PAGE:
Earlier in this text the beginning of verse 15 of Ecclesiastes 3 was quoted: “Whatever is has already been, and what will be has been before.” This verse ends in the deeply moving words: “For God seeks what is pursued” (Hebrew-English interlinear version).
We see that on the other hand, God seeks man! Not blindly, but having placed man, any man and in any time, on a trajectory, that of his life. This is not a trajectory subjected to the laws of chance or even of necessity, but a trajectory subjected to an altogether different, irresistible force of attraction God has applied to man and the Universe as a whole. For man, as is the case for all of the Universe, was made for God so as to accomplish all that He had conceived and prepared from time immemorial, that is “to bring ALL things IN Christ, things in the heavens and things upon the Earth” (Ephesians 1:9,10).

Man is pursued so that it is God who catches up with him, who indeed meets with him, during the existence of man or when it comes to an end. The “is” or “will be” of the temporal moment and spatial circumstances of this meeting, whether it occurs during man’s lifetime or closer to his death, will be possible only thanks to this extraordinary reality that contains what “has always been”. Invisible reality, because eternal (2 Corinthians 4:18), makes possible a meeting with God -in it the meeting has already taken place, since always.
But God has not just met man in Christ, He has reconciled us with Him, always in Christ (2 Corinthians 5:19). This meeting and reconciliation have been in action, but their particular manifestation in time and space was on the Cross of Golgotha. This leads Paul to write to the Church of Rome “We have been crucified with Christ” (Romans 6:6,8). Of course, we were not physically nailed with him on the Cross. We do not need to have been, since the “event” of the crucifixion is really an expression of something timeless and spaceless having “always been” in the ultimate reality in which we participate and share in a way that cannot be explained with words. The influence and power of the work carried out on the Cross is eternal, thanks to the eternal sacrifice of this lamb “slain from the foundation of the world” (Revelation 13:8). The “manifestation” at Golgotha, that in history took place more than two thousand years ago, is only possible because of the eternal nature of the work carried out on the Cross. Here again, whatever “is” has “already been”. This solves the puzzle of the meaning given in Hebrew to the word “wood”, translated as “tree” in Genesis 2 (the tree of life). It is only in Deuteronomy 21:22,23 that this word recurs in such a way as to allow paraphrasing “tree of life” with “the wood on which is hung the condemned to death and from whom life will go out”. The work of the Cross is a work of brokenness so that life may emerge. It works as the integral part of the history of the Universe and as such is placed “in the middle of the garden”, at the centre of our history. Indeed, all history is encapsulated by it.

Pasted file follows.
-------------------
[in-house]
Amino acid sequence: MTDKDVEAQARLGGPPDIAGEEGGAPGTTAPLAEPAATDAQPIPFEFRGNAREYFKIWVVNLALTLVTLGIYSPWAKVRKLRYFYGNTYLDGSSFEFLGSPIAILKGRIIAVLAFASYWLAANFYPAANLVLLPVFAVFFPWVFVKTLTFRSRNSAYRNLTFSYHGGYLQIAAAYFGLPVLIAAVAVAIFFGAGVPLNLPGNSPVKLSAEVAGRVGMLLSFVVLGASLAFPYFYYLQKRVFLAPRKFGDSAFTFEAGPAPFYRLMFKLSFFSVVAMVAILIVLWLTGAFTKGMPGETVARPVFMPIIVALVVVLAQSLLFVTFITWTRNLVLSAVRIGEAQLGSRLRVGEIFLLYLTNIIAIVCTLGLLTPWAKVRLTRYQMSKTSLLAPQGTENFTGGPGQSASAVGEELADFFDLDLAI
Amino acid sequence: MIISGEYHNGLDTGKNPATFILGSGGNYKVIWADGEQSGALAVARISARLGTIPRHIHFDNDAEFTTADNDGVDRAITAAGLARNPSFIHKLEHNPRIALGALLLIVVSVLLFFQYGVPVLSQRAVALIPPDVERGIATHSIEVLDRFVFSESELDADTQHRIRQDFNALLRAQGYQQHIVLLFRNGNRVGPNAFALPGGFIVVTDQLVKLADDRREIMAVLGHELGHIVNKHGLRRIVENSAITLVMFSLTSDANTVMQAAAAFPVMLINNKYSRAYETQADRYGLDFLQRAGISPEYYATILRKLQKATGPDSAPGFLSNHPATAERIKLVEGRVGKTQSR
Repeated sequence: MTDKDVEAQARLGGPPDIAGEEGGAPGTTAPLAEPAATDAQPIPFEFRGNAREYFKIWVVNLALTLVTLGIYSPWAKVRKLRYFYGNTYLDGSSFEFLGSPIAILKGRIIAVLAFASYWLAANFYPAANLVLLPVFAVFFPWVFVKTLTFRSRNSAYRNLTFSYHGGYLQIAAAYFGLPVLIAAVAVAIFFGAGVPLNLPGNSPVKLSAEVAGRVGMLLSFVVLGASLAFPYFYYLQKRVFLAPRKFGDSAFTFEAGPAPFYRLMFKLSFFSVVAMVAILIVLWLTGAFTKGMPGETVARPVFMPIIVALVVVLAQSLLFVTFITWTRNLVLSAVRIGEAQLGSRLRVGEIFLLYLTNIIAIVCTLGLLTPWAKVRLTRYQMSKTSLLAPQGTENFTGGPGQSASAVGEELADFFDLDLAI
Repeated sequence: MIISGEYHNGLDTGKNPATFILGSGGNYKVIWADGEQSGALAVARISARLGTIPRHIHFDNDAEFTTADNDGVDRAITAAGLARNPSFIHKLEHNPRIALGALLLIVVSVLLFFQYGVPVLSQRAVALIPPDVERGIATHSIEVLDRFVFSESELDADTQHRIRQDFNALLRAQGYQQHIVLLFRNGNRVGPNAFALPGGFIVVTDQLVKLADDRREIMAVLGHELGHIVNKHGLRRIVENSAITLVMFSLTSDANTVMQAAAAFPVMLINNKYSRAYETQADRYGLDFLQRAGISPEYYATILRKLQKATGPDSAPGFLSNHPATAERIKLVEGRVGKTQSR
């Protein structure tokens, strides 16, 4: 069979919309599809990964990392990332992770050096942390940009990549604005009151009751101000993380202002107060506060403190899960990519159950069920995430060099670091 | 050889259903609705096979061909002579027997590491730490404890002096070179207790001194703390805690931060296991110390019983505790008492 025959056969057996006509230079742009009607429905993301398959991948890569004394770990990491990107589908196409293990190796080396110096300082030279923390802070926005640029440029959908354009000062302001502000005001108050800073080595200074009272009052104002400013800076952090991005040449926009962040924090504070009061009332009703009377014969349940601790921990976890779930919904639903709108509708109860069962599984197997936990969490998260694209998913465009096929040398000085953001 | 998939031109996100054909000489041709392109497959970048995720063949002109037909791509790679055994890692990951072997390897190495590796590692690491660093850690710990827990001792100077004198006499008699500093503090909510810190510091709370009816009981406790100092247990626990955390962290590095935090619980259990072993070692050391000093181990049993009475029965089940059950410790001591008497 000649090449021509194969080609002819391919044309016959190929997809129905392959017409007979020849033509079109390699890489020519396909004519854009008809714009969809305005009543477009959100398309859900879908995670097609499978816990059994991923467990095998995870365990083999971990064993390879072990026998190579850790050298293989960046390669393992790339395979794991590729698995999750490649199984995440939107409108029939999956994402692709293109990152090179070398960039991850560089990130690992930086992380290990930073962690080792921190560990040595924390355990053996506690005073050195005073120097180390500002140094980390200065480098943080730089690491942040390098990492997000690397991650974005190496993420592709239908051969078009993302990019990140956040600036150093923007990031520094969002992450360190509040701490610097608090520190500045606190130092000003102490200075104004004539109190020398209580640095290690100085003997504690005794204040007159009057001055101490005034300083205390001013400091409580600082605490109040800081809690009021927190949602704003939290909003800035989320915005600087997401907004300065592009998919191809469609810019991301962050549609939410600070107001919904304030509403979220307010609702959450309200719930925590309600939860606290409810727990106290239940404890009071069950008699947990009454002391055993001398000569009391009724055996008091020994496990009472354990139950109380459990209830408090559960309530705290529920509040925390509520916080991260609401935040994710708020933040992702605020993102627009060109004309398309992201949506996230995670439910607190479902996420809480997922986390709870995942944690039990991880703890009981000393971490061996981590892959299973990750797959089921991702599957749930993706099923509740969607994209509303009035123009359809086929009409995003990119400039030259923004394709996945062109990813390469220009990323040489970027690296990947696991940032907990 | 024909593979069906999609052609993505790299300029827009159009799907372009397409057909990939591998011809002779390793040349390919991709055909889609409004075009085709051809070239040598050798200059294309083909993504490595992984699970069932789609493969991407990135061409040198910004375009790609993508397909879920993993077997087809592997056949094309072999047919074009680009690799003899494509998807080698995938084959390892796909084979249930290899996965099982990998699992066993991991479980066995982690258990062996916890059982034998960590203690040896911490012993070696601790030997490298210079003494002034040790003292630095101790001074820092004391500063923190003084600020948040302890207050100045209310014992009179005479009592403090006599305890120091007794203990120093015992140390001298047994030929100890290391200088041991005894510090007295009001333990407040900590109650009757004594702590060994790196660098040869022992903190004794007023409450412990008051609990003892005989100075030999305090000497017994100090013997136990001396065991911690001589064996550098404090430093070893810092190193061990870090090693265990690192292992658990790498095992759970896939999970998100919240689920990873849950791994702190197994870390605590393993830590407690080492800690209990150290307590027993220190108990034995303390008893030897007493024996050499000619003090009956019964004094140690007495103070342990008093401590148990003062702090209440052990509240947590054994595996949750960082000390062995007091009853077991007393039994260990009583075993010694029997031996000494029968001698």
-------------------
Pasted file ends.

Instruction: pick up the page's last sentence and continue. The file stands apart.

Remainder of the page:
Here is expressed ultimate reality, the order that sustains all life, movement and being.
Of course, what we are, what the Universe is, constitutes a visible and expressible manifestation in time and space. But life, this “animated” life which is our consciousness, our capacity for exercising our senses, our faculty of expression, our oft betrayed hopes, our inspiration, our suffering, is merely a breath which passes through this garden of history, not to return. Is it our destiny then, to briefly live confined by the limits of space-time, and then end in the void from which we emerged?
NO is the firm and final answer to this alarming question that has and will always haunt man in his existence.
For the pursuit of man by God is a research that will undoubtedly succeed, in a circumstance and at a time that man does not know in advance. This meeting will take place; without a doubt it “will be” because, timelessly, it has “always been”.  Our ultimate identity is to be found in eternal union IN the One who IS, who IS LIFE. A union made to become Knowledge, not rational knowledge, but true whole Knowledge, “Oneness”.
Such a meeting can be the only central topic of the Good News, the eternal Gospel, the Light, which shone out in history to reveal its meaning and purpose.

It is true; we live in exceptional times in the evolution of knowledge.
If science has reached a unique crossroads in its history, it is so that the man who questions himself may finally receive this Light. This Light is scarcely received, often avoided because man clings to his images and his pictures. We are witnesses of this Light. Will we be able to put it back on the mountain that we have brought it down from in order to stifle it with the experiences of our alleged emotional and intellectual “faith”? To bring it back, to go back there, is to discover that the name of this mountain is Golgotha. This is the defining step for these exceptional times: To come back to the Cross. This is the only step that will allow knowledge to free our civilisation instead of enslaving it.